News type:
Press releases

Published on:

18 March 2024

Changes to a number of sentencing guidelines have been published by the Sentencing Council following a consultation on miscellaneous amendments. 

The changes, which will come into effect on 1 April 2024, include amendments to the manslaughter guidelines made in response to recommendations in the Domestic Homicide Sentencing Review and the introduction of a new, dedicated mitigating factor providing guidance for courts on sentencing pregnant offenders and new mothers.

The changes to the manslaughter guidelines introduce references to coercive or controlling behaviour to reflect up-to-date terminology and a new aggravating factor, ‘use of strangulation, suffocation or asphyxiation’ to ensure that the seriousness of strangulation is not overlooked in sentencing and make the guidelines more consistent with those for assault.  

The Council has introduced a new mitigating factor, ‘Pregnancy, childbirth and post-natal care’, in the majority of offence specific sentencing guidelines. The factor sets out what courts may consider when sentencing a pregnant or post-natal woman (someone who has given birth in the previous 12 months) and replaces the current guidance on sentencing pregnant offenders, which was part of the ‘Sole or primary carer’ mitigating factor. The introduction of a separate, dedicated factor will give more prominence to the guidance and provide more information to help the courts in deciding the sentence.  

Other changes the Council is making include:

  • amendments to the Fraud guideline to give more recognition to the impact on victims even where there is no or very little financial loss, and
  • amendments to the guideline for sentencing individuals for fly-tipping and other environmental offences to give greater emphasis to community orders over fines.

Sentencing Council chairman, Lord Justice William Davis, said:

“Annually the Sentencing Council consults on proposed amendments to existing guidelines.  The changes which will come into effect on 1 April 2024 reflect the responses to the consultation we carried out in the latter part of 2023.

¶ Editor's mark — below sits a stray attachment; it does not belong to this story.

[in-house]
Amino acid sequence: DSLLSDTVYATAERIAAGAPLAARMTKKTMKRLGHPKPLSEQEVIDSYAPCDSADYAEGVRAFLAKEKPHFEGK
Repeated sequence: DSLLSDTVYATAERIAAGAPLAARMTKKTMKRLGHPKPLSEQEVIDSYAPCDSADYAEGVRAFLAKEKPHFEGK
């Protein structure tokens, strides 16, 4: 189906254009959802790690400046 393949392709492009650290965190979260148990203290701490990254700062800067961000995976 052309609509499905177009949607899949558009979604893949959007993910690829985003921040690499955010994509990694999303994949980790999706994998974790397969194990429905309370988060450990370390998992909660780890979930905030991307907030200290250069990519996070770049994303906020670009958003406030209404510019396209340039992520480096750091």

“The amendments cover a variety of issues.  In part the intention is to improve clarity in guidelines and to reflect developments in case law and changes in legislation.  The amendments also encompass recommendations in an independent report we commissioned into equality and diversity together with recommendations in the Wade Review of sentencing of domestic homicide.”

Miscellaneous amendments are made when the changes proposed by guideline users are substantial enough to warrant consultation but not so substantial that they require new guidelines to be drafted.

Notes to editors

  1. This is the third annual consultation on miscellaneous amendments.
  2. The changes to manslaughter guidelines are in response to recommendations in the Domestic Homicide Sentencing Review by Clare Wade KC published in March 2023.
  3. Other changes are in response to the recommendations in a report the Sentencing Council commissioned into equality and diversity in the work of the Sentencing Council and suggestions from people who use sentencing guidelines.
  4. Sentencing guidelines must be followed, unless the court is satisfied that it would be contrary to the interests of justice to do so in all the circumstances of a particular case.
  5. The Sentencing Council was established by Parliament to be an independent body, but accountable to Parliament for its work which is scrutinised by the Justice Select Committee.
  6. Justice Ministers are accountable to Parliament for the Sentencing Council’s effectiveness and efficiency, for its use of public funds and for protecting its independence.
  7. Judicial Council members are appointed by the Lady Chief Justice with the agreement of the Lord Chancellor. Non-judicial council members are appointed by the Lord Chancellor with the agreement of the Lady Chief Justice.